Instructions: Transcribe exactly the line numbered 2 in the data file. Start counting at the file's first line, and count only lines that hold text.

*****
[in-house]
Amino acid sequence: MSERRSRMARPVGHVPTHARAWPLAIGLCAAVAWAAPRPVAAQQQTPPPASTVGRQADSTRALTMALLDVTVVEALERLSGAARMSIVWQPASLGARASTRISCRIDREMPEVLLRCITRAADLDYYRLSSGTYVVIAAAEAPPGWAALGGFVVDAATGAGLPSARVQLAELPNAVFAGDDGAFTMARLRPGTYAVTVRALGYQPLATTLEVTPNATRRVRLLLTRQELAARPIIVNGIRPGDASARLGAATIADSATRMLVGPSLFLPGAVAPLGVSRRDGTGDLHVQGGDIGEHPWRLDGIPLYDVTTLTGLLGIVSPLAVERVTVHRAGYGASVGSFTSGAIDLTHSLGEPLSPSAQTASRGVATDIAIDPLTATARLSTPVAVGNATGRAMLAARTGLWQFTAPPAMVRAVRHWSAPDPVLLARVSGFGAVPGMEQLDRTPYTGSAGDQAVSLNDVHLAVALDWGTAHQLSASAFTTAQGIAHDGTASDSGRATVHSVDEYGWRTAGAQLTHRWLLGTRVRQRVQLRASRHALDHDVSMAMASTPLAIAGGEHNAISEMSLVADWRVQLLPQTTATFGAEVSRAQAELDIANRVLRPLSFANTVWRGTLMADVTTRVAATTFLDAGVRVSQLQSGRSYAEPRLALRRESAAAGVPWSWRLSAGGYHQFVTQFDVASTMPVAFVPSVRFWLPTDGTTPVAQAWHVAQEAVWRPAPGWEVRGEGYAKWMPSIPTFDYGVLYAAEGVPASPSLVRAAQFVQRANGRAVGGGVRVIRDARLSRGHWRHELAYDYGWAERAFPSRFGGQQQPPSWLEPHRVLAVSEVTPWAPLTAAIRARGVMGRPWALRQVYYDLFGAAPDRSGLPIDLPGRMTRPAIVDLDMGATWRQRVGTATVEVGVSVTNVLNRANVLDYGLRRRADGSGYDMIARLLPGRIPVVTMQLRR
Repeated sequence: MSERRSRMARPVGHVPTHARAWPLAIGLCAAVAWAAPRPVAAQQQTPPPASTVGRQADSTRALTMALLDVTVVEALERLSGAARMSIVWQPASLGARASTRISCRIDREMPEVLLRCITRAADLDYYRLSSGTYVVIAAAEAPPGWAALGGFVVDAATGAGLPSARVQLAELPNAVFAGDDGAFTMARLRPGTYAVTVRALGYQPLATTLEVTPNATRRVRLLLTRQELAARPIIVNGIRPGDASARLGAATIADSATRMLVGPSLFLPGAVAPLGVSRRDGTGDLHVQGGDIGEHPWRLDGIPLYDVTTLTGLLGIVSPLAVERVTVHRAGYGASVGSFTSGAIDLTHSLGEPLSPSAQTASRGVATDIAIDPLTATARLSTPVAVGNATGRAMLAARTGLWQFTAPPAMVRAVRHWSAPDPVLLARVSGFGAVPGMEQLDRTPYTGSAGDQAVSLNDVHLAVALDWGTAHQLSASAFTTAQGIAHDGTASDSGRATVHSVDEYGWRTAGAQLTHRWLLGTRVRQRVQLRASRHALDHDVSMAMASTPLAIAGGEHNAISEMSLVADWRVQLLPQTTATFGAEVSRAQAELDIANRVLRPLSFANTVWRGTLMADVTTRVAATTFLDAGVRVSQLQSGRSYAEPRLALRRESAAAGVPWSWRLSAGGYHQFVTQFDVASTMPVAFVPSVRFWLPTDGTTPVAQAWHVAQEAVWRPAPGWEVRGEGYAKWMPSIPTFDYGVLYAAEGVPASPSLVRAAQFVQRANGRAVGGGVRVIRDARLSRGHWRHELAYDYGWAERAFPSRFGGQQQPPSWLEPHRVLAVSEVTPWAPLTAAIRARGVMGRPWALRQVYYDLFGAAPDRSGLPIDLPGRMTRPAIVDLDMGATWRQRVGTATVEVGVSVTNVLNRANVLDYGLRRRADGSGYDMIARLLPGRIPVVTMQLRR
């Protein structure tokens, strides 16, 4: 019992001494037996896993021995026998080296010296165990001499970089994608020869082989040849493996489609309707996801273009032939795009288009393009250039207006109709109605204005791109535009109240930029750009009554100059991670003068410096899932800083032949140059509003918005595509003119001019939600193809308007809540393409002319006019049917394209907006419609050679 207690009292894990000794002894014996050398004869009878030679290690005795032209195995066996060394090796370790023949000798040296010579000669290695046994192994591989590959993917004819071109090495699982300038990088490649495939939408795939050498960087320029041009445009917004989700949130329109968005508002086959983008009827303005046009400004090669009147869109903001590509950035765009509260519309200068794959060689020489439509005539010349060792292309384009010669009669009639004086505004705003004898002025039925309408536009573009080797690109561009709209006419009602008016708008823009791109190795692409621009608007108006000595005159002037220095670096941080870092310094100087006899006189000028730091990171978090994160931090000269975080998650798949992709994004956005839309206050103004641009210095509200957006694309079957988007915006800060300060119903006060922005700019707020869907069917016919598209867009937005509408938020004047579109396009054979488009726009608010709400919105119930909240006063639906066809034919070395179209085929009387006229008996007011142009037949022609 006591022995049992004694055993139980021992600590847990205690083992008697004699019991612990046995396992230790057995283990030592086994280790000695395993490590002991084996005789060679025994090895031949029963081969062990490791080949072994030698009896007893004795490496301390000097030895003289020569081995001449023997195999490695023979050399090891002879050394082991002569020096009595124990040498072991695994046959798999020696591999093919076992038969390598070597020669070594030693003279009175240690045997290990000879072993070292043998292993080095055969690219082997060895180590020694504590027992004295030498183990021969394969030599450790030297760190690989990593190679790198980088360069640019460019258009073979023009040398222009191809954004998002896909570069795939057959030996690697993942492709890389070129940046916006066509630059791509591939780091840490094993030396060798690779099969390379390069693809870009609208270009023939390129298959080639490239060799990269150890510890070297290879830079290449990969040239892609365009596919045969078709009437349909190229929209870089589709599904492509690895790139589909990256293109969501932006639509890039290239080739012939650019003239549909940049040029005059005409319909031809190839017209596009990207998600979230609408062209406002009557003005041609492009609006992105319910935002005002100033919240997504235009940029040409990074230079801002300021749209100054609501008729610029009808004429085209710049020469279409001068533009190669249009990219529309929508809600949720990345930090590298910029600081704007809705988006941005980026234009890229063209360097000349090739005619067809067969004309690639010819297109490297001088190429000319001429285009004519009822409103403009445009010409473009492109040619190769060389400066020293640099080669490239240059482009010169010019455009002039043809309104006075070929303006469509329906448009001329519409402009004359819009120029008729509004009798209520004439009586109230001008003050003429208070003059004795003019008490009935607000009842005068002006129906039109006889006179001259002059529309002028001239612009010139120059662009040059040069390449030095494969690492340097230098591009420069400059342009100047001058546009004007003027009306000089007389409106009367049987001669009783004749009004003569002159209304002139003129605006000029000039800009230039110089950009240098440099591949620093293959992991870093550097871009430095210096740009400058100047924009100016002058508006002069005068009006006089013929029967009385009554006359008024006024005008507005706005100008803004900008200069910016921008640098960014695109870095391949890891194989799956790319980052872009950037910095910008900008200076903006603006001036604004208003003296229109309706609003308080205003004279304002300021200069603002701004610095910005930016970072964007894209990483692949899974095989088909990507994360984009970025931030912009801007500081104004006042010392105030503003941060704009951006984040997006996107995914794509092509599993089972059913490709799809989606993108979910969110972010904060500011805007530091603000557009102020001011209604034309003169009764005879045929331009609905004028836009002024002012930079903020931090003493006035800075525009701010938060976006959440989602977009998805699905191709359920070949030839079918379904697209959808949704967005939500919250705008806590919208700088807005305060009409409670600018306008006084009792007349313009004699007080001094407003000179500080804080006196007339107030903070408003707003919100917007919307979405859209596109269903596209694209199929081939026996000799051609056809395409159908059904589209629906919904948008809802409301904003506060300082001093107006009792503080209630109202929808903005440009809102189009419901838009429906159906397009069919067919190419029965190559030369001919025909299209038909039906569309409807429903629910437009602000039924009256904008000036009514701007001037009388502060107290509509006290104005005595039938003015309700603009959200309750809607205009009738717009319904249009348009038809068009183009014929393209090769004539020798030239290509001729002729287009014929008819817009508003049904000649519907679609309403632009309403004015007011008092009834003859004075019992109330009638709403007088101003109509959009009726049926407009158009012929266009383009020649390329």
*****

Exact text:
Amino acid sequence: MSERRSRMARPVGHVPTHARAWPLAIGLCAAVAWAAPRPVAAQQQTPPPASTVGRQADSTRALTMALLDVTVVEALERLSGAARMSIVWQPASLGARASTRISCRIDREMPEVLLRCITRAADLDYYRLSSGTYVVIAAAEAPPGWAALGGFVVDAATGAGLPSARVQLAELPNAVFAGDDGAFTMARLRPGTYAVTVRALGYQPLATTLEVTPNATRRVRLLLTRQELAARPIIVNGIRPGDASARLGAATIADSATRMLVGPSLFLPGAVAPLGVSRRDGTGDLHVQGGDIGEHPWRLDGIPLYDVTTLTGLLGIVSPLAVERVTVHRAGYGASVGSFTSGAIDLTHSLGEPLSPSAQTASRGVATDIAIDPLTATARLSTPVAVGNATGRAMLAARTGLWQFTAPPAMVRAVRHWSAPDPVLLARVSGFGAVPGMEQLDRTPYTGSAGDQAVSLNDVHLAVALDWGTAHQLSASAFTTAQGIAHDGTASDSGRATVHSVDEYGWRTAGAQLTHRWLLGTRVRQRVQLRASRHALDHDVSMAMASTPLAIAGGEHNAISEMSLVADWRVQLLPQTTATFGAEVSRAQAELDIANRVLRPLSFANTVWRGTLMADVTTRVAATTFLDAGVRVSQLQSGRSYAEPRLALRRESAAAGVPWSWRLSAGGYHQFVTQFDVASTMPVAFVPSVRFWLPTDGTTPVAQAWHVAQEAVWRPAPGWEVRGEGYAKWMPSIPTFDYGVLYAAEGVPASPSLVRAAQFVQRANGRAVGGGVRVIRDARLSRGHWRHELAYDYGWAERAFPSRFGGQQQPPSWLEPHRVLAVSEVTPWAPLTAAIRARGVMGRPWALRQVYYDLFGAAPDRSGLPIDLPGRMTRPAIVDLDMGATWRQRVGTATVEVGVSVTNVLNRANVLDYGLRRRADGSGYDMIARLLPGRIPVVTMQLRR